Iraq: The Internet War?

Uncategorized
Before a war has even begun, the inevitable stories are already being written about how the war will be covered online like no other war before. Reuters reports that the "maturing Web offers focal point for war coverage." The Associated Press reports that the "Internet serves menu of viewpoints on Iraq." The Guardian reports on "How the net will play a key role in this war." Warblogs," meanwhile, are exploding in popularity. "Blogging is an online equivalent of going to a demonstration,'' said Colin Hunter, a co-founder of Antiwar.com.

Projo.com on The Station Fire

Convergence, Great Breaking News Work, Great Convergence Work, Great Multimedia Work, Great Use of Community, Great Weblog Journalism, Great Work Gallery, The Weblog Blog
The Providence Journal's Web site has done such a good job covering the fatal fire at The Station nightclub in Rhode Island that it's hard to know what to single out. In addition to continually updating the site with staff-written stories on the latest developments from the moment the news first broke early Friday morning, the site has published a slew of impressive online-only features, including: A first-person account from a survivor searching for his mystery savior; an online memorial for readers to post condolences for the fire victims; five flash slide shows and video from a partner TV site; useful information such as victim and memorial details; and much, much more. As a public service, the site has not only been running a Weblog of online reaction to the fire by staff blogger Sheil...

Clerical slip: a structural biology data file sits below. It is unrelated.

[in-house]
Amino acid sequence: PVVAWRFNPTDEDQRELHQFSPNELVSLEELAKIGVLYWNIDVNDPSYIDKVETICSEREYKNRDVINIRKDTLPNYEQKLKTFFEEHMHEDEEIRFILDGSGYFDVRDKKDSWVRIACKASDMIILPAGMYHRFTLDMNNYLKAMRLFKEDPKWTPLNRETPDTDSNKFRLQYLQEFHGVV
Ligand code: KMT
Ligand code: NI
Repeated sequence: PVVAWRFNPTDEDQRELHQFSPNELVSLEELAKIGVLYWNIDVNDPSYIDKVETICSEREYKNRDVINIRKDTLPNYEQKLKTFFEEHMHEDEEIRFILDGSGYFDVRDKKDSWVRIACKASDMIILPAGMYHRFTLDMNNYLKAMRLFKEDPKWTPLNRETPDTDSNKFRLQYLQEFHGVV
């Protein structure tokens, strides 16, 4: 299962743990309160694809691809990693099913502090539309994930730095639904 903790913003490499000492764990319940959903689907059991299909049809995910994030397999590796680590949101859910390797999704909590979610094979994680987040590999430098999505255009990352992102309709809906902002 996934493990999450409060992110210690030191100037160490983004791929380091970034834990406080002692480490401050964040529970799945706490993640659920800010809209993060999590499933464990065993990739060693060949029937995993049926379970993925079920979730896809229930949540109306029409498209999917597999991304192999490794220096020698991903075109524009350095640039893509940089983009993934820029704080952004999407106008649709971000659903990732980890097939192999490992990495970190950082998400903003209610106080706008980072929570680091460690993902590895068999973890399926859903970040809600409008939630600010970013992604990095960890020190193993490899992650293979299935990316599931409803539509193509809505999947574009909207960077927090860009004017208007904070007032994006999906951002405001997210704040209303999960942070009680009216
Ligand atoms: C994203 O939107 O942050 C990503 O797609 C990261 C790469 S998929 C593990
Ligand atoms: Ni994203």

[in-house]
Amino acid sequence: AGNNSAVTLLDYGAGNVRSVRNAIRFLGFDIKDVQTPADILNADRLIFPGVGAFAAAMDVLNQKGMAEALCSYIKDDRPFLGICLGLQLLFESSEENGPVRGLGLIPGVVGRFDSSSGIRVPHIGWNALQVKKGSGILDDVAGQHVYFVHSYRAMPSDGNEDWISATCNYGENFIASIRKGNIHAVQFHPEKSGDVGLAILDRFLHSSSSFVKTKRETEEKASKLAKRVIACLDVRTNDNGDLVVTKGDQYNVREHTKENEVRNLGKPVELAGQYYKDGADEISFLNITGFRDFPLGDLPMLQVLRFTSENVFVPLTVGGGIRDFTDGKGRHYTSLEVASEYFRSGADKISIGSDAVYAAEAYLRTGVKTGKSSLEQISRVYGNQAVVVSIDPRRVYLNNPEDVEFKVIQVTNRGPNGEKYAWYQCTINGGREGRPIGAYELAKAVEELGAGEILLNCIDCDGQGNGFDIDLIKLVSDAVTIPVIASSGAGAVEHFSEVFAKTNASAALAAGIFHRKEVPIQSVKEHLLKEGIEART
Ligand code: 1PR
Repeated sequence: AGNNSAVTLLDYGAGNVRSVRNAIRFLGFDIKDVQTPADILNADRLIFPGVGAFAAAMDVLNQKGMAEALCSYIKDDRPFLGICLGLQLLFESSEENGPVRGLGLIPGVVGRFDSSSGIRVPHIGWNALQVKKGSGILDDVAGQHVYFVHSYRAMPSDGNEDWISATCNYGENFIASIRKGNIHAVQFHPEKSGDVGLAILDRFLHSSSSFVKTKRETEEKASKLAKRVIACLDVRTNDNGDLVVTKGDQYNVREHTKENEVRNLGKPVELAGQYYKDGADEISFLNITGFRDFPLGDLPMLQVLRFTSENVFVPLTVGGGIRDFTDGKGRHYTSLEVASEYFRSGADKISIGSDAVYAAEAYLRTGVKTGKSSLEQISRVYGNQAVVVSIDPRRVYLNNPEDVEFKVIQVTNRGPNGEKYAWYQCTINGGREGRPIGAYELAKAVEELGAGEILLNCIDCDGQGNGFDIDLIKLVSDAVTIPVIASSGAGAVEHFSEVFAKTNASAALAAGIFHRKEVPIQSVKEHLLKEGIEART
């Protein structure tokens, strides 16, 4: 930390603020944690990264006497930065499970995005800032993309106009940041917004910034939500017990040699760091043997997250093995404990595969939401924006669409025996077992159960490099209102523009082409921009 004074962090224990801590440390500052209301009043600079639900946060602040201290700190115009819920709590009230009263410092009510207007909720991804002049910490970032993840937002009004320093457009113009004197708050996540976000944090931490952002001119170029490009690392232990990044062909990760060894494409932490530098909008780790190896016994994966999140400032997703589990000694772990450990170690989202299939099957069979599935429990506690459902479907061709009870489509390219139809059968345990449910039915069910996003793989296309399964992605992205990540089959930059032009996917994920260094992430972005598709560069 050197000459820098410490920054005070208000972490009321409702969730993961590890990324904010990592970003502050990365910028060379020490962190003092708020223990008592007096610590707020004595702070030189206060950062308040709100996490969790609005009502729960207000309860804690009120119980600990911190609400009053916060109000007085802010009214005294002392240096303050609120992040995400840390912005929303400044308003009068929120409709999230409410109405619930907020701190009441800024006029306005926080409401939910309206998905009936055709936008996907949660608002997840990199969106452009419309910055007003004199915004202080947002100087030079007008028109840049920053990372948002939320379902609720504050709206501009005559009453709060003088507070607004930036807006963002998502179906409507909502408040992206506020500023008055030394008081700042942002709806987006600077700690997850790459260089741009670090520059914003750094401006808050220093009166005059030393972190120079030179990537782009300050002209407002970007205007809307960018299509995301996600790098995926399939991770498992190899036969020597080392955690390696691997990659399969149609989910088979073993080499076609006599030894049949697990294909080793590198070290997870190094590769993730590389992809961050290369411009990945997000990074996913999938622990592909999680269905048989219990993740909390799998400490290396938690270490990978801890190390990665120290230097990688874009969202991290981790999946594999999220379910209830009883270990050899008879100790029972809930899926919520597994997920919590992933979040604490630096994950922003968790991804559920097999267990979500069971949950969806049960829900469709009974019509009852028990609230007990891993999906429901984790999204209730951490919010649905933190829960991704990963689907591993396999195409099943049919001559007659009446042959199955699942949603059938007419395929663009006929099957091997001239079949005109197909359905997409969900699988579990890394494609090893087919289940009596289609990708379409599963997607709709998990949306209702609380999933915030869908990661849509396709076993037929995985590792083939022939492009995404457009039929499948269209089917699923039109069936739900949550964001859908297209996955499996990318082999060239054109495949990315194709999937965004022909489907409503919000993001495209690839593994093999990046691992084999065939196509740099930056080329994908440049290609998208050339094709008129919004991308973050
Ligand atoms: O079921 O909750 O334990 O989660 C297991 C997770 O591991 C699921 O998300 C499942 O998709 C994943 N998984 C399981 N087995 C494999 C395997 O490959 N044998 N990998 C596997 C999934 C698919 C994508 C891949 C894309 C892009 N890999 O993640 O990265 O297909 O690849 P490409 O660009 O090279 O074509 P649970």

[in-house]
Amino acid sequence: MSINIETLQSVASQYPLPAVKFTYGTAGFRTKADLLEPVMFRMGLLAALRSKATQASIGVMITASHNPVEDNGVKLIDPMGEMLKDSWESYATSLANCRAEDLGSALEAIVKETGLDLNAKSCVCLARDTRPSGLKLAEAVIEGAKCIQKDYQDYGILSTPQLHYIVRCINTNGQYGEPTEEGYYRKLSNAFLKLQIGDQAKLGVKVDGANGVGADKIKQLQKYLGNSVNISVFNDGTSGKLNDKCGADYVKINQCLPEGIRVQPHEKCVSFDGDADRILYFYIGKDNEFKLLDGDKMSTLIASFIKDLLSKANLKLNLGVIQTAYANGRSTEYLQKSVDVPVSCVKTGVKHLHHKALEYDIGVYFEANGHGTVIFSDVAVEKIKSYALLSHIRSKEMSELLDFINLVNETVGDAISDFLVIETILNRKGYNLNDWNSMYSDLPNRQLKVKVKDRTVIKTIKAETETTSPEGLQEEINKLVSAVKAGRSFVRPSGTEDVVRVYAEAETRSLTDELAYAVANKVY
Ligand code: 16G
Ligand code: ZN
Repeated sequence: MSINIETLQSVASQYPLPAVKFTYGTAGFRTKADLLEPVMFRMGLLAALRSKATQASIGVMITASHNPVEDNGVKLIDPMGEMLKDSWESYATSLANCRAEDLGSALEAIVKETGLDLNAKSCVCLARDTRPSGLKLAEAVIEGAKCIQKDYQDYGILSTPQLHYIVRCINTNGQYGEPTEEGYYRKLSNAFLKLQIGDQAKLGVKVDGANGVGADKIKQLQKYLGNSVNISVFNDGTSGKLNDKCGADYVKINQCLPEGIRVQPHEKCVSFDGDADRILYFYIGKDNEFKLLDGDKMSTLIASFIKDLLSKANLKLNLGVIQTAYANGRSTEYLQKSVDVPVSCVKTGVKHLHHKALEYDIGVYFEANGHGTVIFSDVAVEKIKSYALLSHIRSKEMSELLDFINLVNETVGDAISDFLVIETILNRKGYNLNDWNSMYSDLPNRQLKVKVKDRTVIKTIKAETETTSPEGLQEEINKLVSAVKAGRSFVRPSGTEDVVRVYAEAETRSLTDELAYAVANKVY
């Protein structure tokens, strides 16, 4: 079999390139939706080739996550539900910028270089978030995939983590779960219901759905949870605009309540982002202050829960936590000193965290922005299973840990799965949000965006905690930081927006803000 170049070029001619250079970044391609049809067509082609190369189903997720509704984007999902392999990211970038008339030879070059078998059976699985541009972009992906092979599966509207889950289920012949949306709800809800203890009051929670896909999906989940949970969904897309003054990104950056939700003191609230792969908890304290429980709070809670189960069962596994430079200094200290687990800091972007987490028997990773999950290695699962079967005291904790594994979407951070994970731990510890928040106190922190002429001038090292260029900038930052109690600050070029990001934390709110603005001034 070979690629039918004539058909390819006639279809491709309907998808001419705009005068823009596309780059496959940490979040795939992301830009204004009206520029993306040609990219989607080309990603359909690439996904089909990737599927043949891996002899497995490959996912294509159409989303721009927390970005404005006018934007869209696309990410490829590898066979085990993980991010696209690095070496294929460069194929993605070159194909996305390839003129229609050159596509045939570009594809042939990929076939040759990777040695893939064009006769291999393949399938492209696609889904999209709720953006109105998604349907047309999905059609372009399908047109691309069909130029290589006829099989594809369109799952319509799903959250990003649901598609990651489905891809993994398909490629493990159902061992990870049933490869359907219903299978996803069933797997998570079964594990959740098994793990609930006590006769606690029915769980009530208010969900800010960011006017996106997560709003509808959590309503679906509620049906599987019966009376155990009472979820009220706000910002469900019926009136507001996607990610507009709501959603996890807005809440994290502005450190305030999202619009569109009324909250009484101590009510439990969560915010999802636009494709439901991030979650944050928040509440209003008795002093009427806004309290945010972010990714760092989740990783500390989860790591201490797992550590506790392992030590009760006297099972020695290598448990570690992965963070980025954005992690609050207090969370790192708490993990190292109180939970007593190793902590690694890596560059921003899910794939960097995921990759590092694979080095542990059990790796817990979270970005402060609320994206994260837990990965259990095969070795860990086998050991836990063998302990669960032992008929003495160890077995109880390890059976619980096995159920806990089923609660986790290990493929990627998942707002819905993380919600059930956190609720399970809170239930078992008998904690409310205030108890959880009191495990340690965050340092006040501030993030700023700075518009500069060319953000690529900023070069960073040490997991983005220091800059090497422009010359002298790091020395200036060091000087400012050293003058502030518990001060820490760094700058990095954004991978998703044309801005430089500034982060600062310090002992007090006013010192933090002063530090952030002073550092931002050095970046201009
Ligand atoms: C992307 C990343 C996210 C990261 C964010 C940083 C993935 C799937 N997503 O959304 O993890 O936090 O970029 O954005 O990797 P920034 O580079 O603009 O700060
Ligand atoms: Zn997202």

Projo.com: Stormin' Through

Great Breaking News Work, Great Use of Community, Great Work Gallery
As snow blanketed the East Coast, storm coverage blanketed East Coast news sites. One site that stood out was The Providence Journal's, Projo.com, which packed in comprehensive reporting with information on local closings, parking bans, travel schedules and how to cope with the snow. The site was also wonderfully interactive with its community, publishing a bulletin board for folks to share their snow storm stories; a spot Storm Blog reporting notes from around the state; and a slide show of reader photos. The last two features mentioned highlight two promising approaches to covering breaking news online that are being used increasingly -- spot Weblogs, such as Florida Today's Columbia landing journal and Spaceflight Now's Mission Status Center; and reader slide shows, such as this fr...